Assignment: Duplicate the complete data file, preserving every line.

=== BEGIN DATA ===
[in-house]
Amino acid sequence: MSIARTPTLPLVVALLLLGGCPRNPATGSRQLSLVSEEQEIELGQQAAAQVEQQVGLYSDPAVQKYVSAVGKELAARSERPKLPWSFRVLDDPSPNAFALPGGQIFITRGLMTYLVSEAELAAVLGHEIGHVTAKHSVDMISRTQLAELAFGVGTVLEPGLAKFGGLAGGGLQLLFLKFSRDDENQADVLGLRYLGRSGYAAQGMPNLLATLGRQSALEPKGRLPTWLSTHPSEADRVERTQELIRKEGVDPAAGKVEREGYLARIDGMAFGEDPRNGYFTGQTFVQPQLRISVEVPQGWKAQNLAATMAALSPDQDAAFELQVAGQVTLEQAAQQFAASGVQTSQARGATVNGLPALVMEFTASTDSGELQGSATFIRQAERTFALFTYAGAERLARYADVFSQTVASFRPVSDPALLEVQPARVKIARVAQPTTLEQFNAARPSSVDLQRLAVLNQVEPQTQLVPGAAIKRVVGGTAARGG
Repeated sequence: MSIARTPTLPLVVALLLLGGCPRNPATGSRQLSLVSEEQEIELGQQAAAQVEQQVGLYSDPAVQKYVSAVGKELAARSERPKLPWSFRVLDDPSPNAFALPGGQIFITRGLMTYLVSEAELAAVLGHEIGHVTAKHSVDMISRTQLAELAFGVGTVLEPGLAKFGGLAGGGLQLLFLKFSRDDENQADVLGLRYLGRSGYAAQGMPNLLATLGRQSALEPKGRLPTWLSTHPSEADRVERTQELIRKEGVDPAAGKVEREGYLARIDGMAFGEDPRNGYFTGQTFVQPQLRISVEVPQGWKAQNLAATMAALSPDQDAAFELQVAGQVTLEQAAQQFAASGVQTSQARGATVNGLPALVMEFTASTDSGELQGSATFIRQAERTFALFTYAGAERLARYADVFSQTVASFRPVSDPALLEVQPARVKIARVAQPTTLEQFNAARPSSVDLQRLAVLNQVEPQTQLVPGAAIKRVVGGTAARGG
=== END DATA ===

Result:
[in-house]
Amino acid sequence: MSIARTPTLPLVVALLLLGGCPRNPATGSRQLSLVSEEQEIELGQQAAAQVEQQVGLYSDPAVQKYVSAVGKELAARSERPKLPWSFRVLDDPSPNAFALPGGQIFITRGLMTYLVSEAELAAVLGHEIGHVTAKHSVDMISRTQLAELAFGVGTVLEPGLAKFGGLAGGGLQLLFLKFSRDDENQADVLGLRYLGRSGYAAQGMPNLLATLGRQSALEPKGRLPTWLSTHPSEADRVERTQELIRKEGVDPAAGKVEREGYLARIDGMAFGEDPRNGYFTGQTFVQPQLRISVEVPQGWKAQNLAATMAALSPDQDAAFELQVAGQVTLEQAAQQFAASGVQTSQARGATVNGLPALVMEFTASTDSGELQGSATFIRQAERTFALFTYAGAERLARYADVFSQTVASFRPVSDPALLEVQPARVKIARVAQPTTLEQFNAARPSSVDLQRLAVLNQVEPQTQLVPGAAIKRVVGGTAARGG
Repeated sequence: MSIARTPTLPLVVALLLLGGCPRNPATGSRQLSLVSEEQEIELGQQAAAQVEQQVGLYSDPAVQKYVSAVGKELAARSERPKLPWSFRVLDDPSPNAFALPGGQIFITRGLMTYLVSEAELAAVLGHEIGHVTAKHSVDMISRTQLAELAFGVGTVLEPGLAKFGGLAGGGLQLLFLKFSRDDENQADVLGLRYLGRSGYAAQGMPNLLATLGRQSALEPKGRLPTWLSTHPSEADRVERTQELIRKEGVDPAAGKVEREGYLARIDGMAFGEDPRNGYFTGQTFVQPQLRISVEVPQGWKAQNLAATMAALSPDQDAAFELQVAGQVTLEQAAQQFAASGVQTSQARGATVNGLPALVMEFTASTDSGELQGSATFIRQAERTFALFTYAGAERLARYADVFSQTVASFRPVSDPALLEVQPARVKIARVAQPTTLEQFNAARPSSVDLQRLAVLNQVEPQTQLVPGAAIKRVVGGTAARGG